ANN ARBOR, Mich. — Troubling new research suggests doctors and caregivers alike should be having far more stern conversations with older adults dealing with cognitive impairment when it comes to their driving habits. Scientists at the University of Michigan report most older adults with signs of cognitive impairment continue to drive, even when the people in their lives voice concerns.
These conclusions are based on an analysis of over 600 adults more than 65 years-old in Nueces County, Texas, all of whom had cognitive assessment scores indicating at least a likelihood of impairment. Among those with cognitive impairment, 61.4 percent were still driving on a regular basis. Moreover, roughly one-third of all caregivers expressed concerns about their care recipient driving.
“It is likely appropriate that some with mild cognitive impairment are still driving, but for some it may not be,” says senior study author Lewis B. Morgenstern, M.D., professor of neurology, neurosurgery and emergency medicine at University of Michigan Medical School and professor of epidemiology at the U-M School of Public Health, in a university release.
“Patients and caregivers should discuss these issues with their health care providers and consider on the road driving evaluations to ensure safety.”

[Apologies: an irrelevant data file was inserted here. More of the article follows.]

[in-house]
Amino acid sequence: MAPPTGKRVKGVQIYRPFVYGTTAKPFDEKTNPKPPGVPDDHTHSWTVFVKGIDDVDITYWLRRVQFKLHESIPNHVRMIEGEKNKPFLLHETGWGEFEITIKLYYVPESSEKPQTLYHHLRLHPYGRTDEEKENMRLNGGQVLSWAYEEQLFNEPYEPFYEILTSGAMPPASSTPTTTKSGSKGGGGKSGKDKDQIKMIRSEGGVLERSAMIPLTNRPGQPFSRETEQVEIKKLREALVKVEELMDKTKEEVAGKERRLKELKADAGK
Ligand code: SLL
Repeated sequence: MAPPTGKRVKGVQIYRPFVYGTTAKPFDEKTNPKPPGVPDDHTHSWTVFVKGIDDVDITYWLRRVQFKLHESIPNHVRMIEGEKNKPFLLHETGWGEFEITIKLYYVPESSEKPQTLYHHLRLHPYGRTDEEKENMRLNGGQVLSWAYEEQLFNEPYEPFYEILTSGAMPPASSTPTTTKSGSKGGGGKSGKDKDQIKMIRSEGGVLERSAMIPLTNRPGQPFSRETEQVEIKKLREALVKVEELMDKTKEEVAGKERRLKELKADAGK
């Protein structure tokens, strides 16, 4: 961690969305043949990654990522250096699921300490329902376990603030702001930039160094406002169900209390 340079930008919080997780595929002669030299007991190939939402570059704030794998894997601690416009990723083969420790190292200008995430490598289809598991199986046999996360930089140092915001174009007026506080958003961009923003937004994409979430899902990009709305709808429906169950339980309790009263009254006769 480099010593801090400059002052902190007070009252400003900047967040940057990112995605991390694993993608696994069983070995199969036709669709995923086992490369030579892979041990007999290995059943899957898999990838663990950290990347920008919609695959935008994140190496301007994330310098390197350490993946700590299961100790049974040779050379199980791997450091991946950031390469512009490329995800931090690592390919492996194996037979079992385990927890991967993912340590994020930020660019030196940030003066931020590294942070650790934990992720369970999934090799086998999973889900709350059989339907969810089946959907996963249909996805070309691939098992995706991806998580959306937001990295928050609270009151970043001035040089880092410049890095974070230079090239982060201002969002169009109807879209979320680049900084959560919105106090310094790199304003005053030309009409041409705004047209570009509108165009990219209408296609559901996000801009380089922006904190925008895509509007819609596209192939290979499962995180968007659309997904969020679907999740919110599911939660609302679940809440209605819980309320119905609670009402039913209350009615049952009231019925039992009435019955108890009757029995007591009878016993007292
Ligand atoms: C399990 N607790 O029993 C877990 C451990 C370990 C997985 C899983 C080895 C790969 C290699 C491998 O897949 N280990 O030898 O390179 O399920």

Roughly one in nine Americans over the age of 65, or 6.7 million people, are living with Alzheimer’s disease, the most common type of dementia, according to estimates. Millions more have been diagnosed with other forms of the disease.
Such conditions affect neuropsychological and visual skills, consequently reducing one’s capacity to drive safely. The researchers report that a 2017 review of motor vehicle crash risk determined that dementia had “medium to large” effects on driving impairment. That same project also reported people with dementia have an increased likelihood of failing a road test in comparison to those without.
Study authors initially wanted to study the driving prevalence of older Latino and non-Latino White adults but found no notable difference between the two populations. However, the more cognitive impairment any person displayed, the less likely they were to be driving.
Just over 35 percent of caregivers in the study shared concerns about their care recipient’s ability to drive safely, despite many study participants limiting their total amount of driving and avoiding driving at night or in the rain.
Discussions between caregivers and people with cognitive impairment about driving are often difficult. Older individuals don’t want to lose their autonomy, and the prospect of giving up on driving may seem embarrassing to many. Also, when a person with cognitive impairment stops driving, it usually means more work for their caregiver.
The research team recommends that it’s best to start conversations surrounding driving as early as reasonably possible. That way, the care recipient will be able to understand and actively participate in the discussion.
“Close family may have discussions with aging loved ones about Advance Driving Directives,” Dr. Morgenstern concludes. “These are agreements between an aging person and a loved one about having conversations about driving cessation.”
The study is published in the Journal of the American Geriatrics Society.